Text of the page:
Plenty left for Dickenson to learn

IAN BUSBY, QMI Agency

, Last Updated: 1:24 AM ET

CALGARY - One thing Dave Dickenson learned in two head-coaching interviews is the truth hurts.

And the former quarterback was the one doing the talking.

When asked by the Saskatchewan Roughriders and the Hamilton Tiger-Cats if he was ready to take the helm of a CFL team, Dickenson said he was but admitted there would be growing pains as well.

Dickenson didn’t get the job with the Riders — it went to Corey Chamblin — then he took himself out of the running for the Ticats position that went to former Calgary Stampeders offensive co-ordinator George Cortez.

“I might be a bit too honest with these guys,” Dickenson said about interviews he had with Riders GM Brendan Taman and Ticats GM Bob O’Billovich. “In Saskatchewan, it was reported I might be a better head coach in two to three years. I believe that.

“If I was hired, I would have some challenges and things I should learn — that’s not the answer people want to hear. I do have complete confidence in my ability. But I’m not a cocky guy.

“Wherever I’ve been, the lowest amount of wins I’ve ever been part of was 10. I’ve never had a losing season.

I plan on keeping that streak alive this year.”

The Stampeders announced their 2012 offensive coaching staff Tuesday, and it was no surprise Dickenson is officially returning. It’s not a consolation prize to him.

Because his family is settled in Calgary and he can learn from GM-head coach John Hufnagel, this is where he thinks he should be.

“You don’t really know if you will make a good head coach or not,” Dickenson said. “You need to keep learning.”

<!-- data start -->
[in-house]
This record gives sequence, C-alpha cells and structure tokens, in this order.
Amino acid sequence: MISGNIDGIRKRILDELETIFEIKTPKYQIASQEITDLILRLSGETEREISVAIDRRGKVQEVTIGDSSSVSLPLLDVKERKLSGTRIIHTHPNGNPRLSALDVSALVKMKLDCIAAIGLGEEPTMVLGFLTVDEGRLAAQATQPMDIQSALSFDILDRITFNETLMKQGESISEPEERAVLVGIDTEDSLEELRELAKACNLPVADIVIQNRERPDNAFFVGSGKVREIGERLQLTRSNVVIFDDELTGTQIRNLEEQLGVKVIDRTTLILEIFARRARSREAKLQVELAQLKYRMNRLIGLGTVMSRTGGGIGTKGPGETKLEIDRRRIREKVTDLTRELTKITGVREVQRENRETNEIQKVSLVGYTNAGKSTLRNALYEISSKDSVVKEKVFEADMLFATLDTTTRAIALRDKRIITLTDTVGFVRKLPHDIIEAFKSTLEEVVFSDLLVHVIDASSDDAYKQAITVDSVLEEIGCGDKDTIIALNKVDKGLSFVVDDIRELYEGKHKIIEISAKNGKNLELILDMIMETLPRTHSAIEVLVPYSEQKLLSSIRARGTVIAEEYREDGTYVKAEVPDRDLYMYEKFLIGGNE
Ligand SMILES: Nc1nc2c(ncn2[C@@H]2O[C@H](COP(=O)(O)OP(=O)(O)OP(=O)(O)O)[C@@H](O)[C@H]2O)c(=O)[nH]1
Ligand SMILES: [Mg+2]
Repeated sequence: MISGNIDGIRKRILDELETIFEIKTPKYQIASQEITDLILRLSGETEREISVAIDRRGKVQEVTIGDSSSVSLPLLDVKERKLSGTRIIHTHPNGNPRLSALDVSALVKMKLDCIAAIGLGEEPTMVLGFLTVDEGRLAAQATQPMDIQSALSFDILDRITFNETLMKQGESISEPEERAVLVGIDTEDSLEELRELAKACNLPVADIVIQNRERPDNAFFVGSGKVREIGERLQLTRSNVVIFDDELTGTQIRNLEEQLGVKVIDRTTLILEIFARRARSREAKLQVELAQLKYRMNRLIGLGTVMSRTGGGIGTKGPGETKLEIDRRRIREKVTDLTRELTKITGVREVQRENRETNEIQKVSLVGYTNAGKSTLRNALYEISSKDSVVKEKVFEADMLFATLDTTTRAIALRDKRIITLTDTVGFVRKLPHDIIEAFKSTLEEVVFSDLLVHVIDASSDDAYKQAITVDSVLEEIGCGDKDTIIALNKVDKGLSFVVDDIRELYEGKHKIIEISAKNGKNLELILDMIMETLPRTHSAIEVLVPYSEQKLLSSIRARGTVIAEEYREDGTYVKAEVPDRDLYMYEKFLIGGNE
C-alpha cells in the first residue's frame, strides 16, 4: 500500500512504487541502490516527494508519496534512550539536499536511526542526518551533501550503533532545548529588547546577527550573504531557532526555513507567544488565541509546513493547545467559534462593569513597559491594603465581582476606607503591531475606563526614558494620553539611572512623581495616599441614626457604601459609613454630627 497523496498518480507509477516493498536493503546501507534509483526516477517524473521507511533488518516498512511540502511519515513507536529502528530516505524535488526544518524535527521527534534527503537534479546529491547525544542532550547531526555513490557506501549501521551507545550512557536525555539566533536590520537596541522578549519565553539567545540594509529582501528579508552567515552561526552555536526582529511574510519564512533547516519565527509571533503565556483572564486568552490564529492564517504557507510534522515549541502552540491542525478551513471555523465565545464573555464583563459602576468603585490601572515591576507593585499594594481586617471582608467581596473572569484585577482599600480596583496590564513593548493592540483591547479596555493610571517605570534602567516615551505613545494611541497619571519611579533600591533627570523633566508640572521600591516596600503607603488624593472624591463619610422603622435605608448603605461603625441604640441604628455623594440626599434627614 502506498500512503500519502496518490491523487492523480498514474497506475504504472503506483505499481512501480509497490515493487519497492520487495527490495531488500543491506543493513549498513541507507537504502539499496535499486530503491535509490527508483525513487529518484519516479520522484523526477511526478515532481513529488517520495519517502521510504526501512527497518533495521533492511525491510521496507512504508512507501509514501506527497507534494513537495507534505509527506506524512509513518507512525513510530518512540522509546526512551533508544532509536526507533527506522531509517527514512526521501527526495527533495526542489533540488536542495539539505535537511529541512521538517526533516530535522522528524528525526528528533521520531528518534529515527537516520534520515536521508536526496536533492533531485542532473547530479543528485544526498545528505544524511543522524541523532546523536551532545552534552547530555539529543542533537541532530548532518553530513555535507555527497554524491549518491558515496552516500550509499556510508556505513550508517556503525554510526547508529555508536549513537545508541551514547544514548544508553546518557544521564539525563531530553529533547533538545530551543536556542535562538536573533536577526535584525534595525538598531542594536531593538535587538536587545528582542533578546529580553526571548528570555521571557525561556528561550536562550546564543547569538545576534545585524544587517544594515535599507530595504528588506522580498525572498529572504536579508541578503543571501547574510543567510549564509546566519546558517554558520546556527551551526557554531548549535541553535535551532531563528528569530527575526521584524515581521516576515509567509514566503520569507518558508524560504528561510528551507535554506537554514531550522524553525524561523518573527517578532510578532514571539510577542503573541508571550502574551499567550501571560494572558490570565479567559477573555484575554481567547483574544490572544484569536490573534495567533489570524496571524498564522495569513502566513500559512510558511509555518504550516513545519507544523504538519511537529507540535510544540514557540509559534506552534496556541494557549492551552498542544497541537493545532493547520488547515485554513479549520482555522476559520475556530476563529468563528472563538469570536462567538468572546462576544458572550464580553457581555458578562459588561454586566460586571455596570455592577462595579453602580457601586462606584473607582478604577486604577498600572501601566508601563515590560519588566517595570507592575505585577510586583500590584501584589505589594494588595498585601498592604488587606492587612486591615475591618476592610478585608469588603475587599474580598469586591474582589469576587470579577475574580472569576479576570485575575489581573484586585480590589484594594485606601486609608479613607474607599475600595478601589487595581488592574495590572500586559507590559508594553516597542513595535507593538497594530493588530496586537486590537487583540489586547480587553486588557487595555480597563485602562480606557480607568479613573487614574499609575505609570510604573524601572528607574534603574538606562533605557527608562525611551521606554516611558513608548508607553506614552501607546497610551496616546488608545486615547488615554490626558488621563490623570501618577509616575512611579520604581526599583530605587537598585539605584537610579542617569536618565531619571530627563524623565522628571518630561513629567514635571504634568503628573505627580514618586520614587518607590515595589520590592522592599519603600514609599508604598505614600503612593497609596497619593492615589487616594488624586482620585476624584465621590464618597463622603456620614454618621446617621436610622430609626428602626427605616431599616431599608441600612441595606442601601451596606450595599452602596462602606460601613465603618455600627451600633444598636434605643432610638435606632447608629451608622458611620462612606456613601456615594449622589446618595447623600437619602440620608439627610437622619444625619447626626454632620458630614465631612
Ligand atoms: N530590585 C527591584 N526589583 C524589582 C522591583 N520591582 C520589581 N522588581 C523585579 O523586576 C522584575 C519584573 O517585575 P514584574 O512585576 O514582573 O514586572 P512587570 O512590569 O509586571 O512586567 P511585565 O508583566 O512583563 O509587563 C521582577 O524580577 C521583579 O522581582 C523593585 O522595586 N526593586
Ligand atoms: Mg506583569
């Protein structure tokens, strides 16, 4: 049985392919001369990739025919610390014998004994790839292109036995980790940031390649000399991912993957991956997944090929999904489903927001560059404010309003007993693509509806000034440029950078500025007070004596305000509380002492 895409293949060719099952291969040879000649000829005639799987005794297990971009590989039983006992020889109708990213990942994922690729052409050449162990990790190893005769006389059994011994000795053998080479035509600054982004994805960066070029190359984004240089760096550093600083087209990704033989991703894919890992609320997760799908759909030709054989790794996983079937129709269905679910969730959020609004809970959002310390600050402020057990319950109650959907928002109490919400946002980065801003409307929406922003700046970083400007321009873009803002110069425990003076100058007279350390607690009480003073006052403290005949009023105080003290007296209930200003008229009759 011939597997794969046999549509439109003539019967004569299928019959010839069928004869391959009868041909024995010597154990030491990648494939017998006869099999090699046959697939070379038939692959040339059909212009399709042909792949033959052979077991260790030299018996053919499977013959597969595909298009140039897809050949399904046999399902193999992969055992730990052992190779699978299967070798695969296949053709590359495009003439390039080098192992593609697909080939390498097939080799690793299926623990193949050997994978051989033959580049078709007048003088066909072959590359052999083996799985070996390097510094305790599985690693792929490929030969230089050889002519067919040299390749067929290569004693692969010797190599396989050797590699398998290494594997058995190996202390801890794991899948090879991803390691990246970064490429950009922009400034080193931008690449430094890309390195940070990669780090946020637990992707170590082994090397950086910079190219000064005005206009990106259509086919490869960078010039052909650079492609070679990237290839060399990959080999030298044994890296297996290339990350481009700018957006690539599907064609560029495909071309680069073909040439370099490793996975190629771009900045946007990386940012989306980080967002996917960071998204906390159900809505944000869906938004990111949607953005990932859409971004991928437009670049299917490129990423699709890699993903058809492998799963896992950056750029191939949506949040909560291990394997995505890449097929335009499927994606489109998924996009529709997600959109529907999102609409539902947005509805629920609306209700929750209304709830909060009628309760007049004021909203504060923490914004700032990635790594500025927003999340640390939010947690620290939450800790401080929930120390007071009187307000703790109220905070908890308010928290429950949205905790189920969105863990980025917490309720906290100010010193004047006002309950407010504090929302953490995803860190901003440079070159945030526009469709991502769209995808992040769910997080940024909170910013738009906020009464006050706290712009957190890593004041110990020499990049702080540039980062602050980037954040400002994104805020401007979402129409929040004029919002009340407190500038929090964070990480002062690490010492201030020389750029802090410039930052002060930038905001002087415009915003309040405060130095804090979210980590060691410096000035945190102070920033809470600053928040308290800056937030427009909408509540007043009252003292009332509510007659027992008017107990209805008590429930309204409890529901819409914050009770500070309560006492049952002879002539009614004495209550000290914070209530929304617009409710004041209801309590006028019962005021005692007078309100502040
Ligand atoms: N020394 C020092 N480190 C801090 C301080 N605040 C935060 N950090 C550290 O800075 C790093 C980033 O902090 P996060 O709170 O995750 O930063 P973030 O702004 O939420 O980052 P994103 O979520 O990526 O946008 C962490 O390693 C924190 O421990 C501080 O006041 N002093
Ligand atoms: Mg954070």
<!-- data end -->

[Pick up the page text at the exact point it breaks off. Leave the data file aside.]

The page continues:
The Stamps have a couple of changes in their offensive staff for 2012, but the coaches in new positions were both with the team last season.

Mike Gibson moves to offensive line from running backs, replacing Kris Sweet, who went to the Riders, while Brent Monson takes over the running backs after spending a season working with the defensive line.

Pete Costanza returns for a fifth season as the receivers coach, while Mark Kilam retains his duties as special teams co-ordinator for a third season — his eighth with the team. Monson’s move means there is an opening at defensive line, where DeVone Claybrooks can take over upon his expected retirement from active duty this week.

While there is shuffling among the staff, the offence will be much different from the one that began last season.

Drew Tate will begin the season as the No. 1 quarterback, marking a departure for Dickenson. Henry Burris was the pivot since Dickenson started his coaching tenure in 2009.

Dickenson and Burris worked well together, even when they teamed as QBs in 2008 during the Grey Cup run.

Now that Burris is in Hamilton after a trade that netted the Stamps pivot Kevin Glenn, it will be a different feeling in training camp.

“It will be a bit strange for the club, in general,” Dickenson said. “Henry was the face of the club for a long time and did a lot of good things. We’re going to be younger. We have some new blood in our organization.

“Sometimes, you need to keep it fresh. Sometimes, it’s a problem if you have a veteran team. They might not come in with a desire to learn new stuff. You still have to coach guys tough. I like to treat guys with respect and let them know I’m working my tail off. I expect the same from them.

“(Having Tate and running back Jon Cornish in starring roles) will be an easy transition. I expect to see some new players, and I’m looking for some of our young guys to step up. The veterans need to get pushed … so that will make us the best offence it can.”

ian.busby@sunmedia.ca

On Twitter @SUNIanBusby


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